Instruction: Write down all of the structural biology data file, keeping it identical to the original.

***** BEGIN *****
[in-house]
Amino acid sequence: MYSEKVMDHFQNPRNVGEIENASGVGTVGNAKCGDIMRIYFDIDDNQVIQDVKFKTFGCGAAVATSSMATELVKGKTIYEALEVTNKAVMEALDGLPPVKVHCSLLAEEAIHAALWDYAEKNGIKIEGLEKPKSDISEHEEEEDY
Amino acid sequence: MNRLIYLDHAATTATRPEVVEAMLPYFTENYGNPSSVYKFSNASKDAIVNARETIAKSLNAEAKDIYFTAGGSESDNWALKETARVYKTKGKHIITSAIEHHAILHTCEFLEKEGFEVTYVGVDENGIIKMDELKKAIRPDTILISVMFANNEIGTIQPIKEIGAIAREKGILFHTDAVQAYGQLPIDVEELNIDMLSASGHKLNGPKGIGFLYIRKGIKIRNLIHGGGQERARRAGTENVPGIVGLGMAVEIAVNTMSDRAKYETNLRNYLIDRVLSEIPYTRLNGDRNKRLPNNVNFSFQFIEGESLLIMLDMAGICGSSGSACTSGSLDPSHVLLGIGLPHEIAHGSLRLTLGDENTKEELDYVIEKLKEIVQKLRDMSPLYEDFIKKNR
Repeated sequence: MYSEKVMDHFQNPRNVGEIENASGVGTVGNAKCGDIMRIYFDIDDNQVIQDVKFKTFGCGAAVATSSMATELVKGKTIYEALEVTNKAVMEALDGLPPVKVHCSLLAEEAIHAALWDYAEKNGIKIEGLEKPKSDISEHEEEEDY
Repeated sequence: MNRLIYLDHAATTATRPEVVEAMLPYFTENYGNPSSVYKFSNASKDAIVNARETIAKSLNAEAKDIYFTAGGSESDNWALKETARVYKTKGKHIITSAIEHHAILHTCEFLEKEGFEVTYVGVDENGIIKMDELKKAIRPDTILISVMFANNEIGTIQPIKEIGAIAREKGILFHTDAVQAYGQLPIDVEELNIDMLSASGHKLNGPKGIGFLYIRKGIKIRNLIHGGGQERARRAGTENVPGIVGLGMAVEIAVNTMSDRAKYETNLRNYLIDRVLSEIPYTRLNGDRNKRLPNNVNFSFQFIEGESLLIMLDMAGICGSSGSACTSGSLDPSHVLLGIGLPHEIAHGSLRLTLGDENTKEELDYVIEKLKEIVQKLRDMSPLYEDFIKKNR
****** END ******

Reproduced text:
[in-house]
Amino acid sequence: MYSEKVMDHFQNPRNVGEIENASGVGTVGNAKCGDIMRIYFDIDDNQVIQDVKFKTFGCGAAVATSSMATELVKGKTIYEALEVTNKAVMEALDGLPPVKVHCSLLAEEAIHAALWDYAEKNGIKIEGLEKPKSDISEHEEEEDY
Amino acid sequence: MNRLIYLDHAATTATRPEVVEAMLPYFTENYGNPSSVYKFSNASKDAIVNARETIAKSLNAEAKDIYFTAGGSESDNWALKETARVYKTKGKHIITSAIEHHAILHTCEFLEKEGFEVTYVGVDENGIIKMDELKKAIRPDTILISVMFANNEIGTIQPIKEIGAIAREKGILFHTDAVQAYGQLPIDVEELNIDMLSASGHKLNGPKGIGFLYIRKGIKIRNLIHGGGQERARRAGTENVPGIVGLGMAVEIAVNTMSDRAKYETNLRNYLIDRVLSEIPYTRLNGDRNKRLPNNVNFSFQFIEGESLLIMLDMAGICGSSGSACTSGSLDPSHVLLGIGLPHEIAHGSLRLTLGDENTKEELDYVIEKLKEIVQKLRDMSPLYEDFIKKNR
Repeated sequence: MYSEKVMDHFQNPRNVGEIENASGVGTVGNAKCGDIMRIYFDIDDNQVIQDVKFKTFGCGAAVATSSMATELVKGKTIYEALEVTNKAVMEALDGLPPVKVHCSLLAEEAIHAALWDYAEKNGIKIEGLEKPKSDISEHEEEEDY
Repeated sequence: MNRLIYLDHAATTATRPEVVEAMLPYFTENYGNPSSVYKFSNASKDAIVNARETIAKSLNAEAKDIYFTAGGSESDNWALKETARVYKTKGKHIITSAIEHHAILHTCEFLEKEGFEVTYVGVDENGIIKMDELKKAIRPDTILISVMFANNEIGTIQPIKEIGAIAREKGILFHTDAVQAYGQLPIDVEELNIDMLSASGHKLNGPKGIGFLYIRKGIKIRNLIHGGGQERARRAGTENVPGIVGLGMAVEIAVNTMSDRAKYETNLRNYLIDRVLSEIPYTRLNGDRNKRLPNNVNFSFQFIEGESLLIMLDMAGICGSSGSACTSGSLDPSHVLLGIGLPHEIAHGSLRLTLGDENTKEELDYVIEKLKEIVQKLRDMSPLYEDFIKKNR